A walk on Hopton Titterhill, with dramatic views and charming villages.
Distance 5 miles (8km)
Minimum time 2hrs
Ascent/gradient 892ft (272m)
Level of difficulty Easy
Paths Forest tracks and quiet lanes, some field paths, no stiles
Landscape Steep-sided hills between rivers Clun and Redlake
Suggested map aqua3 OS Explorer 201 Knighton & Presteigne
Start/finish SO 348777
Dog friendliness Will love Hopton Forest, take care on road
Parking Forestry Commission car park in Hopton Forest, off minor road west from Hopton Castle to Llanbrook and Obley
Public toilets None on route
1 From the car park, return to the access track and take another stony track opposite, beyond a timber barrier and to the right of an information board. There are various numbered posts in the forest, marking points on the cycle trails. Ignore a path branching left at post 3 and continue along the main path to post 7. Take the second left, going uphill through beech trees and on along an initially grassy path through mixed woodland and plantation. Turn left at a T-junction, then right at the next junction, by post 10.
2 Fork left to climb the small, stony, conical summit, carpeted with heather and whinberry - the natural ground cover on the hill before afforestation shaded out most of it. Enjoy the marvellous view, then return to the main path, using one of several paths that radiate out in all directions from the summit. Continue in the same direction as before, descending now to meet a stony track by a pool. Turn left and ignore the very steep path (labelled 'downhill racing') which descends right. A little further on you'll come to a major junction. Ignore two paths branching left and continue along the stony track. When the track bends left keep straight on instead, down a grassy track, enjoying fantastic views ahead. Keep straight on at all junctions, then go through a gate at the edge of the forest.
3 Bear left to follow an intermittent hedge of hawthorn trees (and one oak) across a field. Go through a gate at the far side, to the right of another oak. Cross a cattle pasture, again to a gate at the far side. Turn left along the edge of the next field, on a track that becomes increasingly well defined as it descends to Bedstone. When you reach the village you need to turn left to return to Hopton.
4 Take the Hopton Castle road and you'll reach the castle itself before the village. Turn left at a junction by the castle, passing through the village. It Keep straight on towards Obley, then turn left when you come to the Forestry Commission sign for Hopton, following the access track to the car park.
This walk takes you across the top of a hill called Hopton Titterhill, but most people know it as Hopton Forest now because it has been almost completely afforested with conifers. Don't let that put you off, because there are also patches of beechwood, fantastic views, a Norman castle and two charming villages to enjoy. But it's important to realise that Hopton is a magnet for mountain bikers. There are trails here aimed at all abilities, from beginners to the most adventurous downhill racers. If that puts you off, avoid weekends. I've never met a cyclist on a weekday at Hopton.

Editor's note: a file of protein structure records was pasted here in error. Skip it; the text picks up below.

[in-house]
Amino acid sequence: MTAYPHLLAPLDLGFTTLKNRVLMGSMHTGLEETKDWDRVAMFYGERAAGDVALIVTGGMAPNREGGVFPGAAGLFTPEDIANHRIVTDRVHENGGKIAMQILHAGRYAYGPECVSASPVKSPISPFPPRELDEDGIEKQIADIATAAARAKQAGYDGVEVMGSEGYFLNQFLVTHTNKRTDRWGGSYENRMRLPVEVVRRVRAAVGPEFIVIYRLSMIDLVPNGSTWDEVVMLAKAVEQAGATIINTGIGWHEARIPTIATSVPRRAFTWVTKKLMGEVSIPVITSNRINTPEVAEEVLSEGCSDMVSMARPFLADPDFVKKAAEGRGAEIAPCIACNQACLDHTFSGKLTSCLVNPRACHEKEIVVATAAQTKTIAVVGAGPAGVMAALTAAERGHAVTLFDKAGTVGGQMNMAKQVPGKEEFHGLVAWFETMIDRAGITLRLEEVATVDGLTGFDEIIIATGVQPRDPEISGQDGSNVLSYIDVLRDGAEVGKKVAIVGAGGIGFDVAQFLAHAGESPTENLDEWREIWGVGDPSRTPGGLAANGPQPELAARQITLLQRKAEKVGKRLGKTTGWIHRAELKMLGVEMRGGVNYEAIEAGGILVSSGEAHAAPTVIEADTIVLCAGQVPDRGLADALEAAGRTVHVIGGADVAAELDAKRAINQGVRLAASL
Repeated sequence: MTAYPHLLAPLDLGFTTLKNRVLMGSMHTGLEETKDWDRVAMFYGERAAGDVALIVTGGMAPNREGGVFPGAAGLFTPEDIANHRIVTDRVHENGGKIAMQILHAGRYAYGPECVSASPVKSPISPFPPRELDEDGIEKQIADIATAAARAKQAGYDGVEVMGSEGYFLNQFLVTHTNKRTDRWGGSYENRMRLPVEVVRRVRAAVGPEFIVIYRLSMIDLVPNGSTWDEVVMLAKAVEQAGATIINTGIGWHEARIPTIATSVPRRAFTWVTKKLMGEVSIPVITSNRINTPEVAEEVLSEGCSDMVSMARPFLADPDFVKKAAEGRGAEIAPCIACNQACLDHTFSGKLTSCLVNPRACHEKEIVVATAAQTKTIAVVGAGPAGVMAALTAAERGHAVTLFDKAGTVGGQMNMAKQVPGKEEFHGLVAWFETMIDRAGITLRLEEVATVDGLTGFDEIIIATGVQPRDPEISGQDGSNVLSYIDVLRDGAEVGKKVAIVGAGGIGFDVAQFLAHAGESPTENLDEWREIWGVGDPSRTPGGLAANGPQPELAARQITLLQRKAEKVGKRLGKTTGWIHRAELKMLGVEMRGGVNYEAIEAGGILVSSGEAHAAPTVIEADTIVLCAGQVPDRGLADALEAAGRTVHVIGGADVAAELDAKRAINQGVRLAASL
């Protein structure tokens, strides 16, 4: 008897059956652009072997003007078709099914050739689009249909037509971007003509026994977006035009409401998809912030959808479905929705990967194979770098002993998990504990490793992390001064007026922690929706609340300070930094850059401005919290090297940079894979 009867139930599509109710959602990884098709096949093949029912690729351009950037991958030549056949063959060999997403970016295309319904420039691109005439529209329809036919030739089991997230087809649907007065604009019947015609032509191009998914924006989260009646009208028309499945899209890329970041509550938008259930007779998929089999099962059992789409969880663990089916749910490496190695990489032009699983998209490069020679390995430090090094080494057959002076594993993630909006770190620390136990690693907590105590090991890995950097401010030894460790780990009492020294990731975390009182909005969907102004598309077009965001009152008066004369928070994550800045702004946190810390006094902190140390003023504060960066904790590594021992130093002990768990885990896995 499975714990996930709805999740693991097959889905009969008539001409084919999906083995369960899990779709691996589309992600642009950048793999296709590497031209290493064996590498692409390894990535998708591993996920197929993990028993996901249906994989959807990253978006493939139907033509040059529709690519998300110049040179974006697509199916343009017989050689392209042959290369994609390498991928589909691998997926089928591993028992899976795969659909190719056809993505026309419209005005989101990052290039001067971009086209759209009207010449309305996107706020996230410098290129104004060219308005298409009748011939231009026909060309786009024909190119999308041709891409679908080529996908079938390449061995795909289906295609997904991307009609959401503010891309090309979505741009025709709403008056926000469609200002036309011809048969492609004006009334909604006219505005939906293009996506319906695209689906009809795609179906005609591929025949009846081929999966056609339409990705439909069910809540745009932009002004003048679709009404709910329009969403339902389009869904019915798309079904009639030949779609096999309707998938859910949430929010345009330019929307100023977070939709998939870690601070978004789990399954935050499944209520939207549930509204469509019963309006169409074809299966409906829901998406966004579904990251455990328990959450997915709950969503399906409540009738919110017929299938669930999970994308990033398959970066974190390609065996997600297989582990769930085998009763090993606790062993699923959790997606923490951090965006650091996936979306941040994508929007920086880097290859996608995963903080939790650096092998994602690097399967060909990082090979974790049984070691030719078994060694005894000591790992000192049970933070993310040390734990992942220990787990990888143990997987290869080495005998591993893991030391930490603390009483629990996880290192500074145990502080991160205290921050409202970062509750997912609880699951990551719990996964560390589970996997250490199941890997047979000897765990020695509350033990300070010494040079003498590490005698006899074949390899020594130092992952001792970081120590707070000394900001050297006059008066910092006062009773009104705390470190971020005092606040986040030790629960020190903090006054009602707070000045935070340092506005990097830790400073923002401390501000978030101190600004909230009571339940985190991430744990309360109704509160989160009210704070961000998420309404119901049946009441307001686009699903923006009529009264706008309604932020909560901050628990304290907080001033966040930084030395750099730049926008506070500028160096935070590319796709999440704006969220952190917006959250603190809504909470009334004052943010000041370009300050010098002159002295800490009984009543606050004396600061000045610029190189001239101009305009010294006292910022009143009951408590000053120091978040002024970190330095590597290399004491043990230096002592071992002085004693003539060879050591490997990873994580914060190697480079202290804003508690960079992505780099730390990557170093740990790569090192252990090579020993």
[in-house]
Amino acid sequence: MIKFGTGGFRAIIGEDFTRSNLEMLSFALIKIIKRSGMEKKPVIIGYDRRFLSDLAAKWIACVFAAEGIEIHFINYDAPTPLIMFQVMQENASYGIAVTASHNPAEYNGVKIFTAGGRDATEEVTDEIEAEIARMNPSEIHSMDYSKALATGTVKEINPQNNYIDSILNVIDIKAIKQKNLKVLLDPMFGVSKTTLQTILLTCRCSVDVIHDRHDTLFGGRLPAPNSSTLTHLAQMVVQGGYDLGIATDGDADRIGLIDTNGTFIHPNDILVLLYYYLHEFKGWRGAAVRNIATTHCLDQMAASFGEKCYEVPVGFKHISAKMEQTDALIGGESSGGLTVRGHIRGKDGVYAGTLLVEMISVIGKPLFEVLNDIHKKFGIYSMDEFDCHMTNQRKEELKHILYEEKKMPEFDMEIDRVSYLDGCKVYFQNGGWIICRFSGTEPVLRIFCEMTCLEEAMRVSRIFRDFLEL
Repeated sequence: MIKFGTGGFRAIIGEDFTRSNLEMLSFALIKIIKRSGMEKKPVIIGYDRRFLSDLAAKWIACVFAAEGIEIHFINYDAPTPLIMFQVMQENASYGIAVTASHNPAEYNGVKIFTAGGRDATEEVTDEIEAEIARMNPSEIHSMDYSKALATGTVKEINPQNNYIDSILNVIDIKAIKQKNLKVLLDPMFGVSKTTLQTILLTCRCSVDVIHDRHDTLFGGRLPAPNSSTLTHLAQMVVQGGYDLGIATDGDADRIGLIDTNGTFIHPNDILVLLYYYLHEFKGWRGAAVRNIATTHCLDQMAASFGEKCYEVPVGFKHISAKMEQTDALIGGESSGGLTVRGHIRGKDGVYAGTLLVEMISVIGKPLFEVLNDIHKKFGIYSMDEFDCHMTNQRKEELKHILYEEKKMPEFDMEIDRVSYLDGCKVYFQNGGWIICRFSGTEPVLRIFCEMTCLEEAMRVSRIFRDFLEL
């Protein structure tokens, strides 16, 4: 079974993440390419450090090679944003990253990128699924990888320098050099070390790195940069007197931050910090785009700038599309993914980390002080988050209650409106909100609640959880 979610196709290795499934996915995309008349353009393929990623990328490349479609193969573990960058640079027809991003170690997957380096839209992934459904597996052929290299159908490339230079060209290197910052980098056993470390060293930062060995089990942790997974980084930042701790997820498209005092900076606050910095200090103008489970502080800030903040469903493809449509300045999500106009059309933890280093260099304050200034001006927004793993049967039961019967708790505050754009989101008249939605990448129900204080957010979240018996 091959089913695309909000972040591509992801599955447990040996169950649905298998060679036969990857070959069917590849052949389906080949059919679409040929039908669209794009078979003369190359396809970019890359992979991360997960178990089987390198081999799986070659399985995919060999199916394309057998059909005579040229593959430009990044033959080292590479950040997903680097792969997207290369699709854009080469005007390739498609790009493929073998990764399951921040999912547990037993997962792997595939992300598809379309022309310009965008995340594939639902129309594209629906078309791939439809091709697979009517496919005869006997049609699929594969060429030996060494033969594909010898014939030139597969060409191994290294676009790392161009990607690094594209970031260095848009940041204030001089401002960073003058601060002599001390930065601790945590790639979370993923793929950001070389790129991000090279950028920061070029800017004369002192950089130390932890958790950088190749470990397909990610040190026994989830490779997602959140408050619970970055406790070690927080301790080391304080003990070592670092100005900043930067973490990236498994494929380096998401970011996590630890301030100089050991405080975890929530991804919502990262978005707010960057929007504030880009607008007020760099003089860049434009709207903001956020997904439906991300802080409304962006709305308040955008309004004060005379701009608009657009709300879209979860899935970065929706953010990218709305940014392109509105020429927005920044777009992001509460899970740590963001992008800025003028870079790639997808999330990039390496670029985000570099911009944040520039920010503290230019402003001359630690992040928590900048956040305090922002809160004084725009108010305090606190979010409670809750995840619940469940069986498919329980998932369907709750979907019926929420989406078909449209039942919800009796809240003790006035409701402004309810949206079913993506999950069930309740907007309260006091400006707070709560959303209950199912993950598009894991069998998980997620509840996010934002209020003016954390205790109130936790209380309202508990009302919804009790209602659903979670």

When you reach the village of Bedstone it's worth having a look round first as there are some lovely houses here. There's a Norman church too, with a timber-framed bellcote and a shingled spire. It was subject to 19th-century restoration, but retains some original windows and a Norman font. Near by stand a few thatched cottages and a Victorian schoolhouse, while Manor Farm is a splendid timber-framed house, partly faced in stone in 1775. To the south of the village is Bedstone Court, a flamboyant black-and-white mansion of 1884. It was designed by Thomas Harris for Sir Henry Ripley MP and is said to be a calendar house, with 365 windows, 52 rooms and 12 chimneys.
The attractive little village of Hopton has only a handful of houses, most notably the timber-framed former rectory. The church is Victorian, built between 1870 and 1871, by the architect T Nicholson. Of Hopton Castle only the keep survives. but it's solid and substantial and enjoys a fine setting. It was built by the de Hopton family in the 11th century and rebuilt in the 14th century. During the Civil War it was held for Parliament, but taken by the Royalists after a three-week siege. Most of the defending garrison was killed and the bodies dumped in the moat.
You'll find nothing along the route, but you're not that far from the Crown Inn at Clunton. Or you could try the Kangaroo Inn at Aston on Clun, where there's also a useful village shop, the Hundred House Inn at Purslow, the Engine and Tender near Broome Station or the gorgeous Bird on a Rock Tearoom at Abcott.
Look under the conifers in the forest and you will see that for most of the year almost nothing grows there because the shade is simply too dense. But for a couple of months in the autumn you should see fair numbers of different types of fungi. The most striking species is the fly agaric, the traditional toadstool of children's picture books - bright red with white spots. If you see one don't be tempted to take it home for a fry-up because it is highly toxic. The harvesting of wild fungi has become popular recently, but you really do need to know what you're doing.
Just over the Herefordshire border is Lingen, where there is an interesting garden to visit. Lingen Garden has cottage favourites, alpines, a bog garden, scree beds, the national collection of Iris sibirica and much more, including a tea room. It's a nursery too, so you can buy plants for your own garden.